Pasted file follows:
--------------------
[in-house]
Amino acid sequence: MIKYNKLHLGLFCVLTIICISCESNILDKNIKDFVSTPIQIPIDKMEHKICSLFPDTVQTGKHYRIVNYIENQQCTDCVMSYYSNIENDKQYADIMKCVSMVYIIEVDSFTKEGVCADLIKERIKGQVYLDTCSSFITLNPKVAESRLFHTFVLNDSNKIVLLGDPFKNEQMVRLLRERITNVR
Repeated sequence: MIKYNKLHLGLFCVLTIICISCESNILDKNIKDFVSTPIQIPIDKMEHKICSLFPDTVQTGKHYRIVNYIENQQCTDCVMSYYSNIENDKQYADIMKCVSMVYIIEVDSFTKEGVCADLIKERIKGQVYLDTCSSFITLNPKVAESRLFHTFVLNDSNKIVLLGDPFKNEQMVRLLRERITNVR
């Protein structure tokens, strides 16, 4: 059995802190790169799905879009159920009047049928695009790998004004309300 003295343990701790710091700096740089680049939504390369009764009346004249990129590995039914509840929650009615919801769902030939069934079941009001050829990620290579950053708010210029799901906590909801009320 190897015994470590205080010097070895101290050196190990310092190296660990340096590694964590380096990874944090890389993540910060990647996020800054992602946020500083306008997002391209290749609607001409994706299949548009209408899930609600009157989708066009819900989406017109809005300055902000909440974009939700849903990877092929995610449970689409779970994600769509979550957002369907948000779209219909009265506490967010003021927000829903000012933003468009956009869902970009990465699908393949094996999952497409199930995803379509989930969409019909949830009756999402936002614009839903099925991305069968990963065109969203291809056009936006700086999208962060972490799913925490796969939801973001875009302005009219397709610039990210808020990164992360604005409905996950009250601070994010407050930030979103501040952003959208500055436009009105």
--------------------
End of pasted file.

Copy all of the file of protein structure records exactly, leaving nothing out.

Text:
[in-house]
Amino acid sequence: MIKYNKLHLGLFCVLTIICISCESNILDKNIKDFVSTPIQIPIDKMEHKICSLFPDTVQTGKHYRIVNYIENQQCTDCVMSYYSNIENDKQYADIMKCVSMVYIIEVDSFTKEGVCADLIKERIKGQVYLDTCSSFITLNPKVAESRLFHTFVLNDSNKIVLLGDPFKNEQMVRLLRERITNVR
Repeated sequence: MIKYNKLHLGLFCVLTIICISCESNILDKNIKDFVSTPIQIPIDKMEHKICSLFPDTVQTGKHYRIVNYIENQQCTDCVMSYYSNIENDKQYADIMKCVSMVYIIEVDSFTKEGVCADLIKERIKGQVYLDTCSSFITLNPKVAESRLFHTFVLNDSNKIVLLGDPFKNEQMVRLLRERITNVR
């Protein structure tokens, strides 16, 4: 059995802190790169799905879009159920009047049928695009790998004004309300 003295343990701790710091700096740089680049939504390369009764009346004249990129590995039914509840929650009615919801769902030939069934079941009001050829990620290579950053708010210029799901906590909801009320 190897015994470590205080010097070895101290050196190990310092190296660990340096590694964590380096990874944090890389993540910060990647996020800054992602946020500083306008997002391209290749609607001409994706299949548009209408899930609600009157989708066009819900989406017109809005300055902000909440974009939700849903990877092929995610449970689409779970994600769509979550957002369907948000779209219909009265506490967010003021927000829903000012933003468009956009869902970009990465699908393949094996999952497409199930995803379509989930969409019909949830009756999402936002614009839903099925991305069968990963065109969203291809056009936006700086999208962060972490799913925490796969939801973001875009302005009219397709610039990210808020990164992360604005409905996950009250601070994010407050930030979103501040952003959208500055436009009105």